Two oak trees with a sunrise behind it. Quote from Rita Dove's poem, "Dawn Revisited"

Poems about Chances by Rita Dove

Back when the earth was new
and heaven just a whisper,
back when the names of things 
hadn't had time to stick;
back when the smallest breezes 
melted summer into autumn,
when all the  poplars quivered
sweetly in rank and file...
the world called, and I answered.
Each glance ignited to a gaze.
I caught my breath and called that life,
swooned between spoonfuls of lemon sorbet.
I was pirouette and flourish,
I was filigree and flame.
How could I count my blessings
when I didn't know their names?
Back when everything was still to come,
luck leaked out everywhere.
I gave my promise to the world,
and the world followed me here.
Dawn Revisited
Imagine you wake up 
with a second chance: The blue jay
hawks his pretty wares
and the oak still stands, spreading
glorious shade. If you don't look back,
the future never happens.
How good to rise in sunlight, 
in the prodigal smell of biscuits--
eggs and sausage on the grill.
The whole sky is yours
to write on, blown open 
to a blank page. Come on,
shake a leg! You'll never know
who's down there, frying those eggs,
if you don't get up and see.

More Poems about Chances (and other things) by Rita Dove

This post is part of a series celebrating the work of These two poems are from Rita Dove’s 1999 collection On the Bus with Rosa Parks. You may read more about Rita Dove’s life and work here.

Also don’t miss her new book, published August, 2021, called Playlist for the Apocalypse. If that’s not an appropriate title for a book published in 2021, I don’t know what is.


These two poems are about chances we encounter in life.

Note: Don’t read my ideas until you take some time to read and reflect on these poems for yourself! Poetry is personal!

Response to “Testimonial”, a poem about first chances

Both of these poems are about chances. In the first poem, “Testimonial”, the speaker looks back on childhood, or at least youth, when life seems blissful and full of good things. The youth believes that these things never end.

What actually happens in life isn’t clear, but the last line of the poem implies that reality does not match expectations: “I gave my promise to the world,/and the world followed me here.” Wherever the speaker is, it isn’t a place that the speaker wants to be.

To make sure that the reader notices the contrast between the last line and the rest of the poem, Dove every so slightly alteres the rhythm of the last line of the poem, which makes it end on a slightly faltering note. As readers, we don’t know for sure what reality life has brought, but we can guess. The subtlety of the technique is just enough to make us question.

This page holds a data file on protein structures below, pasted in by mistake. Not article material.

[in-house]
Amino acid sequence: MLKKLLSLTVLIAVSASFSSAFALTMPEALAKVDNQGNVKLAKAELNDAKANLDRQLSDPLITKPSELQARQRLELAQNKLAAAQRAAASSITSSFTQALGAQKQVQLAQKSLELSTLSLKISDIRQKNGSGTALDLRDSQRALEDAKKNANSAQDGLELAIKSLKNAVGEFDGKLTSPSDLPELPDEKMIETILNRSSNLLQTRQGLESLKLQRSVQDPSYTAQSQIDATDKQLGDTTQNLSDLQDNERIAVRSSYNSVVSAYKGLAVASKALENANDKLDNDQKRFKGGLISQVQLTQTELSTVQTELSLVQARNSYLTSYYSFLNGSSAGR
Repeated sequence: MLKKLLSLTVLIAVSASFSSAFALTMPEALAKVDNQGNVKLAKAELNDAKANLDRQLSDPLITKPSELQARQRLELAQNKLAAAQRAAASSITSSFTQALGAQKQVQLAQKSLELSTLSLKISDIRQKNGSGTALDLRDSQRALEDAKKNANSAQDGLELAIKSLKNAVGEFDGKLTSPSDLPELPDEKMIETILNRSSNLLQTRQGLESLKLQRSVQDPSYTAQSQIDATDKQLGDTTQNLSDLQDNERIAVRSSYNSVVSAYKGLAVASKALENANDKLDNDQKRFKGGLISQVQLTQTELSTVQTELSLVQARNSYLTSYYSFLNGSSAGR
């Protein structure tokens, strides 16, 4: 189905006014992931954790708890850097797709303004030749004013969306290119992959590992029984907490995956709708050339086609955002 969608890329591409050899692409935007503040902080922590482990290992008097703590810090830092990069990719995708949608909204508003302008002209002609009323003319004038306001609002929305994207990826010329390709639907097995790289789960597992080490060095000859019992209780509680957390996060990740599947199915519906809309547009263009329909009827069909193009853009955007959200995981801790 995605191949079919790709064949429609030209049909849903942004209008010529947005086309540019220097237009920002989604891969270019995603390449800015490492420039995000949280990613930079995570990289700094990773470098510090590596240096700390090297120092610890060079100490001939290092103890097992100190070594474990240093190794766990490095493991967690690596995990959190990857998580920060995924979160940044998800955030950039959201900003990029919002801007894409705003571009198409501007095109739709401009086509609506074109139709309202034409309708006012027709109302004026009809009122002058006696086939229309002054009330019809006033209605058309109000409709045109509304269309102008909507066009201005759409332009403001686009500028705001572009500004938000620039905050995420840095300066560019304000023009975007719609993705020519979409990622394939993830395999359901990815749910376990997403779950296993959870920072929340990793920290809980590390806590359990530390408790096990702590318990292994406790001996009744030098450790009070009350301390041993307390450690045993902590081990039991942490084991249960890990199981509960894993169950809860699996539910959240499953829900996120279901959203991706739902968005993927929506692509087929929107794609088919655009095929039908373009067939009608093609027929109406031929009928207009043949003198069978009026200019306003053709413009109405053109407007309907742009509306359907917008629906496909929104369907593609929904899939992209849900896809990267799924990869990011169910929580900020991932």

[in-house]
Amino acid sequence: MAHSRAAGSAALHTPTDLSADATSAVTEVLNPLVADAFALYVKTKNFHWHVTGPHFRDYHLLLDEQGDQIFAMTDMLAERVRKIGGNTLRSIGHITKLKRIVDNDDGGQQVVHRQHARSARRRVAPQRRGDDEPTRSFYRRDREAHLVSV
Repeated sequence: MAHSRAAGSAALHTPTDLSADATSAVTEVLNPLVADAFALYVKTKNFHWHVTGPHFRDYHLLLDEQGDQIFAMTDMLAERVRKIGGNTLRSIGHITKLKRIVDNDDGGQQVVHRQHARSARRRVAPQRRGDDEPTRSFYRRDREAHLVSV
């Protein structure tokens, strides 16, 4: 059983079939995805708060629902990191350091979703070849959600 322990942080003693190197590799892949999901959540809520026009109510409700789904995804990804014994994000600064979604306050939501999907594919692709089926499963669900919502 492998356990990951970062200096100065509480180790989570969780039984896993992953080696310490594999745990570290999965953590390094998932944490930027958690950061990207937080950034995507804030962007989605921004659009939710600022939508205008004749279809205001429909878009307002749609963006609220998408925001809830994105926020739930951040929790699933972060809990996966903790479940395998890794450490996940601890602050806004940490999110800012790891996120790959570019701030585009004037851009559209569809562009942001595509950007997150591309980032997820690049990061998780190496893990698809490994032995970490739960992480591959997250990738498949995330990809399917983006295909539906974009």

Response to “Dawn Revisited”, a poem about second chances

“Dawn Revisted” ostensibly starts with a second chance, but that is an illusion. Actually, in “Dawn Revisited” every day is a new first chance, a trick we achieve by never looking back.

It’s hard to understand how not looking back keeps one ever getting to the end, but I think the point is the important of living in the present. That’s a concept I can support!

The day is beautiful and belongs to the speaker, the food smells wonderful, and also someone great is downstairs cooking it.

“Testimonial” and “Dawn Revisited”, Poems about Chances

Unlike the speaker in “Testimonial”, the speaker in “Dawn Revisited” doesn’t become saddened or jaded by life’s disappointments because the speaker has learned not to let the past influence the present.

Once we compare the past and present, we started to become jaded or fearful. We don’t enjoy today’s present because we are comparing it to the past, which which we long for. Ironically, because we were not enjoying the past when we LIVED the past, we didn’t appreciate it then either.

In “Dawn Revisited”, the speaker tells us to get out of bed and go see what joys the day has to bring. The speaker in “Testimonial” carries the past like a backpack filled with lead.

“Testimonial” and “Dawn Revisited” are the last two poems in the section of On the Bus with Rosa Park called “Freedom: Bird’s-Eye View”. The speakers in both poems definitely have freedom; the question centers on what the speakers have done with it.

The message Dove leaves with; however, in “Dawn Revisited”, is to make the most of each day and to take life as it comes. That’s a sentiment I can live with.

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  1. Pingback: August Spotlight on Poet Rita Dove - The Lois Level Readers' Community

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